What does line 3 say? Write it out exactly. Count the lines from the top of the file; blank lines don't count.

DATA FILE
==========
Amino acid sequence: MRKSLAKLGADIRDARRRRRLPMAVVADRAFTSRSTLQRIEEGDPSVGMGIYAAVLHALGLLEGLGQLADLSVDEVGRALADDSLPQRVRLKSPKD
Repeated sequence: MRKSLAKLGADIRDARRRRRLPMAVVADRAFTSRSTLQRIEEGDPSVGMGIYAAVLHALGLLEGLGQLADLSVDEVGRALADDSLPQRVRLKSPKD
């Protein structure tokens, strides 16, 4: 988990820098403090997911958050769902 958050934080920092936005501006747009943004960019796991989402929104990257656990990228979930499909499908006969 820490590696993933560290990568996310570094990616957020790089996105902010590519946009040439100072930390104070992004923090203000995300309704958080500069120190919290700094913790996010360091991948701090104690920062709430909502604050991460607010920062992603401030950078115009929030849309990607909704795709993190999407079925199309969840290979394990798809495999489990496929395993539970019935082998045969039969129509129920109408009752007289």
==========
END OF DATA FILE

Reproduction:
């Protein structure tokens, strides 16, 4: 988990820098403090997911958050769902 958050934080920092936005501006747009943004960019796991989402929104990257656990990228979930499909499908006969 820490590696993933560290990568996310570094990616957020790089996105902010590519946009040439100072930390104070992004923090203000995300309704958080500069120190919290700094913790996010360091991948701090104690920062709430909502604050991460607010920062992603401030950078115009929030849309990607909704795709993190999407079925199309969840290979394990798809495999489990496929395993539970019935082998045969039969129509129920109408009752007289």